very way, with success. And I cannot conceive that the ZEYTPLIW to puncture, because engrafting was frequently, apostle could bave chosen a more apt, or a more elegant medone by making a puncture in the bark of a tree, and then taphor. The Jewish tree does not bring forth proper fruit; inserting a bud taken from another. This was the prac but it will answer well to ingraft a proper fruit-bearing tree tice in the Roman agriculture, as we learn from Virgil, The Gentiles are a wild olive, which is a tree that bears Georg. ii. ver. 73–
no fruit; but it may be made to bear if grafted on the Nam quà se medio tradunt de cortice gemmæ, Jewish stock. Some of the branches were cut off, that the Et tenues rumpunt tunicas; angustus in ipso
branches of this wild olive might be inserted : the act hy
When the Jews believe in Christ,
they shall be restored.
A. D. cir.58.
A.M.cir.4062. otherwise, “thou also shalt be cut 21 For, if thou wert cut out of A.M.cir.4062 An. Olymp; ofl.
the olive tree which is wild by na- r. olymp 23 And they also, if they abide ture; and wert grafied contrary to 4.C.C.cir.811. not in unbelief, shall be grassed in : for God is nature into a good olive tree: how much able to graff them in again.
shall these, which be the natural
cir. CCIX. 2. A.U.C.cir.811.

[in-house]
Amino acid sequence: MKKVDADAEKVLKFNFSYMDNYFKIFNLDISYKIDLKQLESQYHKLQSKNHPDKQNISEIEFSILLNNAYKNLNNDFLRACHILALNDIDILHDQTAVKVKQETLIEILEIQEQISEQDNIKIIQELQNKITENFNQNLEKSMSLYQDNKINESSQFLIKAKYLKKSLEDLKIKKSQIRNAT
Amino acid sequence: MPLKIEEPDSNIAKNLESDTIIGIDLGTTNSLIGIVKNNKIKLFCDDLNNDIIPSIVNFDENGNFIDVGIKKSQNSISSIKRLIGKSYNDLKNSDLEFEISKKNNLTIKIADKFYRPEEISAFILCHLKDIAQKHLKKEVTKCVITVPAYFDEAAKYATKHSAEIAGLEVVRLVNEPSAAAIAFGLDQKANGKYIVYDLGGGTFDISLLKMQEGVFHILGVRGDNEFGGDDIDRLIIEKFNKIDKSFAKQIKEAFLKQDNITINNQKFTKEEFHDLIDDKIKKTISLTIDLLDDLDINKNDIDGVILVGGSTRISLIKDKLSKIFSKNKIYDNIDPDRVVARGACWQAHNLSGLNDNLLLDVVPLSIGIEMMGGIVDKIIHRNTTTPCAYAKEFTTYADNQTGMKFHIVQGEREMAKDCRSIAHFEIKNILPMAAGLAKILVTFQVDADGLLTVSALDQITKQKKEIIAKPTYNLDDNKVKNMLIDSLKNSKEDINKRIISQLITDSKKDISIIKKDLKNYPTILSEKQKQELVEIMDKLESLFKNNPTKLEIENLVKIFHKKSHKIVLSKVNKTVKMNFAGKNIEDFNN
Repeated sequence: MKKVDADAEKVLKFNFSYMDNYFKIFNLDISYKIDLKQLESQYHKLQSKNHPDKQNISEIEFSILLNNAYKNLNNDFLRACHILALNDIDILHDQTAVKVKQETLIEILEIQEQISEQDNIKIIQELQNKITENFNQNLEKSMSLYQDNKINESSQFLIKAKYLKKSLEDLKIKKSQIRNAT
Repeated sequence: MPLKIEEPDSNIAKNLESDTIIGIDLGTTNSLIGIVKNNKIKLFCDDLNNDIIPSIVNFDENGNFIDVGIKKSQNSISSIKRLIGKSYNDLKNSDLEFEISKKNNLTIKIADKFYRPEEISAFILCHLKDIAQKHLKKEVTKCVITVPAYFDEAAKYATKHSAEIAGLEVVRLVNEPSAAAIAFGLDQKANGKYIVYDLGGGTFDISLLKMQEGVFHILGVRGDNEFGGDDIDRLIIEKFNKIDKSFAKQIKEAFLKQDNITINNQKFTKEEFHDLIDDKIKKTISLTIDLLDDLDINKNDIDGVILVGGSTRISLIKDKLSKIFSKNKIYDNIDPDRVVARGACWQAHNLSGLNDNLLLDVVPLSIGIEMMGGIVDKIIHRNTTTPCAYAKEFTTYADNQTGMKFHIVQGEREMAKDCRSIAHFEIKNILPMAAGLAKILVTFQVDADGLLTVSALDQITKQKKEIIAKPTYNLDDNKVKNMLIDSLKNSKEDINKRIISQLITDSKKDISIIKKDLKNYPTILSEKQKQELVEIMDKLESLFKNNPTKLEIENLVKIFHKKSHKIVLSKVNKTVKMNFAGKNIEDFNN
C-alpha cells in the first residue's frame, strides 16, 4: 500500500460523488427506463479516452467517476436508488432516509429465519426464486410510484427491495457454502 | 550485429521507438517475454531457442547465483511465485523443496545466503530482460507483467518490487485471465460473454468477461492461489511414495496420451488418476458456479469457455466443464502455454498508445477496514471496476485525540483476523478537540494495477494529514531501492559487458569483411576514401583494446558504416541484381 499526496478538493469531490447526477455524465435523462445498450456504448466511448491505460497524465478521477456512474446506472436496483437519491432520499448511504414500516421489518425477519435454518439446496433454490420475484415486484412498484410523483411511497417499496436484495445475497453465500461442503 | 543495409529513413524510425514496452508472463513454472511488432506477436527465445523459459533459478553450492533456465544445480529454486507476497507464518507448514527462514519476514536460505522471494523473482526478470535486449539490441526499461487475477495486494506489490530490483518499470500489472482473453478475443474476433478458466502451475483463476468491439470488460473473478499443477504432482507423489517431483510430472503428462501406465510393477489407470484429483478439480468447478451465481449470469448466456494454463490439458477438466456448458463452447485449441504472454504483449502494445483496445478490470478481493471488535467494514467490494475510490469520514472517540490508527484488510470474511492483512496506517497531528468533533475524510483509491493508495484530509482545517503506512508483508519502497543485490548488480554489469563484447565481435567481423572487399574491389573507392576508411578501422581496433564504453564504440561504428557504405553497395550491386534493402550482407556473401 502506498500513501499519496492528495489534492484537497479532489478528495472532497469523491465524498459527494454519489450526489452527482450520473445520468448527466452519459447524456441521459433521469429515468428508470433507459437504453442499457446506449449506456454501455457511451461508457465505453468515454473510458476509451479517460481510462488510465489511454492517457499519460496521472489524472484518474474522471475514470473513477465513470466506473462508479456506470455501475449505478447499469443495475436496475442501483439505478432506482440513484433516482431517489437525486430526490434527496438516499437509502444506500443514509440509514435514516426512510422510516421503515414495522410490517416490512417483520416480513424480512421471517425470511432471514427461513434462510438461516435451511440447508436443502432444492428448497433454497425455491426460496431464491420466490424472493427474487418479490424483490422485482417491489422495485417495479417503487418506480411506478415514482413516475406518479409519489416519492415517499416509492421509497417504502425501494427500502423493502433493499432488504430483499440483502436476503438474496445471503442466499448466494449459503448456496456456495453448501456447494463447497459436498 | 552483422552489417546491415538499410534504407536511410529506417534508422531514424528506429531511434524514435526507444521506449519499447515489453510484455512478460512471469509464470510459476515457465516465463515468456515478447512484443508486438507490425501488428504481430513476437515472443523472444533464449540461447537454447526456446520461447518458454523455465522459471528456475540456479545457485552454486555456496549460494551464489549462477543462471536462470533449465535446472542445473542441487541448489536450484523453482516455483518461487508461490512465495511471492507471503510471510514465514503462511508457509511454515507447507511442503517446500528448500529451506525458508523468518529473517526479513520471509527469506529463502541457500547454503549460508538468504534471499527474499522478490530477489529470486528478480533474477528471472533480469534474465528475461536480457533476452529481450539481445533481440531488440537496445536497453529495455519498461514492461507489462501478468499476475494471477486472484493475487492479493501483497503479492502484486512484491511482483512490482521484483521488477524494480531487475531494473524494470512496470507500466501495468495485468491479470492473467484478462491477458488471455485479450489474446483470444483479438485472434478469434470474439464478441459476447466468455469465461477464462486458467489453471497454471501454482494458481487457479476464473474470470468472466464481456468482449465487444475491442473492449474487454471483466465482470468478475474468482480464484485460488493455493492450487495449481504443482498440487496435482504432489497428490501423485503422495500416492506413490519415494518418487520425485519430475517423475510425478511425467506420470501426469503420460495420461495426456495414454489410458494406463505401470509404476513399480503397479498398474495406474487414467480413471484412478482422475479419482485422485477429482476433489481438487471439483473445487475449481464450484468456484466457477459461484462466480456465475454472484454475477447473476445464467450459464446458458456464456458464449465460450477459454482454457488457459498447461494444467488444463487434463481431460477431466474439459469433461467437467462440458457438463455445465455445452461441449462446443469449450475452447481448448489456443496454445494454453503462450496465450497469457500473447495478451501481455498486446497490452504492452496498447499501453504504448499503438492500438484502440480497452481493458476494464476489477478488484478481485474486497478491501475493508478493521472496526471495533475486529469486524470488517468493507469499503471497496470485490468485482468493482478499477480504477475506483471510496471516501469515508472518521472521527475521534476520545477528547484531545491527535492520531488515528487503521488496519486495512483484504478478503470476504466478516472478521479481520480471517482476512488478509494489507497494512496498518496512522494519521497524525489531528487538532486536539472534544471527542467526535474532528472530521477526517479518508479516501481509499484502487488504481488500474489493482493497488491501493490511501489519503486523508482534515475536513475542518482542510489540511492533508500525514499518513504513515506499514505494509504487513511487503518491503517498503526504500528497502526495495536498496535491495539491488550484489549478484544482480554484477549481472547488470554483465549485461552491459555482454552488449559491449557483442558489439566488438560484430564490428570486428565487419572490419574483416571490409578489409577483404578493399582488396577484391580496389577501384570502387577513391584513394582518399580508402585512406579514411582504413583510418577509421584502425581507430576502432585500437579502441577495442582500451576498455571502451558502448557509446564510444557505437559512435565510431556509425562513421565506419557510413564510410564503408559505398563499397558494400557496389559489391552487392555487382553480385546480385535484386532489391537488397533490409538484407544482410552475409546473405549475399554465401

which this insertion is made, is termed 229,5075,5 goodness, this there is no kind of necessity, for the original stock, the benignity: the act by which the branches of the original Abrahamic covenant, is sufficient to receive them all; and so stock are broken off, is termed ATTOTONIA excision, from OTO Jews and Gentiles become one eternal flock, under one from, and Teuvw, I cut, still keeping the metaphor, taken Bishop and Shepherd of all their souls. from engrafting, in view. Now, let the apostle's mode of Verse 23. If they abide not in unbelief] So, we find reasoning be observed ; the tree is cut down, or its branches that their rejection took place in consequence of their wilful are lopped olo; but the tree is not rooted up. The Jews have obstinacy : and, that they may return into the fold, the door stumbled, but not so as to full irrecoverably; for, if they of which still stands open. obide not still in unbelief, they shall be grasted in, ver. 23. For God is able to graf them in again.] Fallen as they The Gentiles, which are grafted in, on these cut-off branches, | are, and degraded, God can, in the course of his providence like the cyon inserted in another stock, partake of the root, and mercy, restore them to all their forfeited privileges ; and which absorbs from the earth the nutritious juices, and the this will take place if they abide not in unbelief; which infatness of the Jewish tree, the blessings and privileges which timates, that God has furnished them with all the power and that people have long enjoyed, in consequence of the Abra means necessary for faith ; and that they may believe on the hamic covenant, ver. 17. the root, the Jewish covenant, Lord Jesus whenever they will. The veil now continues on bears them; not they, the root, ver. 18. As, therefore, the their heart, but it is not a veil which God has spread there, continuance of the Gentiles, as the church and people of | but a veil occasioned by their own voluntary and obstinate God, depends upon their interest in the Abrahamic corenant, unbelief: and, when they shall turn to the Lord (Jesus) the the blessings of which they derive through the medium of veil shall be taken away. See what the apostle has said, the Jews; they should be grateful to God, and tolerant to 2 Cor. iii. 6--18. those through whom they have received such blessings. And Verse 21. The olive tree, which is wild by nature] Which as in the case of grafting, the prosperity of the engrafted is xata puole, naturally wild and barren; for, that the wild cyon depends on the existence of the parent stock ; so the olive bore no fruit, is sufficiently evident from the testimony continuance of the Gentiles in this state of favour, (follow- of the authors who have written on the subject; hence the ing the metaphor,) in a certain way, depends on the con- proverb AxI.STIGTSCOS aY PUTTGU; more unfruitful than the tinuance of the Jewish people : and they are preserved, as so wild olive. Λακωνες γαρ αγριαν ελαιαν, αγριπταν many cyons, which are, in process of time, to be ingrafted on ranouri for the Lacedemonians term the wild olive ary PITTO** the Gentiles ; and thus the Gentiles shall become the means See Suidas. And hence lesychius interprets Ayushes05, of salvation to the Jews ; as the Jews have been the means the wild olive, (the word used here by St. Paul,) by aractes, of salvation to the Gentiles. Following, therefore, the unfruitful: and the reason given in Diogen. Proverb. metaphor a little further, which seems to have been so well Cent. ii. n. 63, is qurov yao 5iv Ayitics aractor for chosen in all its parts; the continued existence of the Jews, the wild olice is an unfruitful tree. On this account the as a distinct people, together with the acknowledgment of apostle very properly says, thou wert cut, ex 77,5 XGT2 7051 the Gentiles, that they have derived their salvation and state ayçleżaucu, out of that olive which is uncultivated, because it of blessedness through them; of which Jesus Christ, born is barren: the nata çuoly does not refer here to its being naof the stock of David, is the author; and the Jewish scripturally barren; but to its being commonly, or customarily tures, which the Gentiles receive as inspired by God, are the permitted to remain so. And, that this is the import of evidence ; then, the restoration of the Jews, to the favour of the phrase here, is evident from the next clause of the God, is a necessary consequence: and, indeed, seems to be the principal end in reference to which the apostle reasons. And weri graffed contrary to nature] Ilaça Çutiv, comThe Gentiles, however, are to take care that the restoration trary to all custom; for a cyon taken from a barren or useof the Jews be not at their expense ; as their calling and less tree, is scarcely ever known to be grafted into a good election were at the expense of the Jews : the latter being stock : but here the Gentiles, a fruitless and sinful race, are cut off, that the former might be grafted in, ver. 19. Of grafted on the ancient patriarchal stock. Now, if it was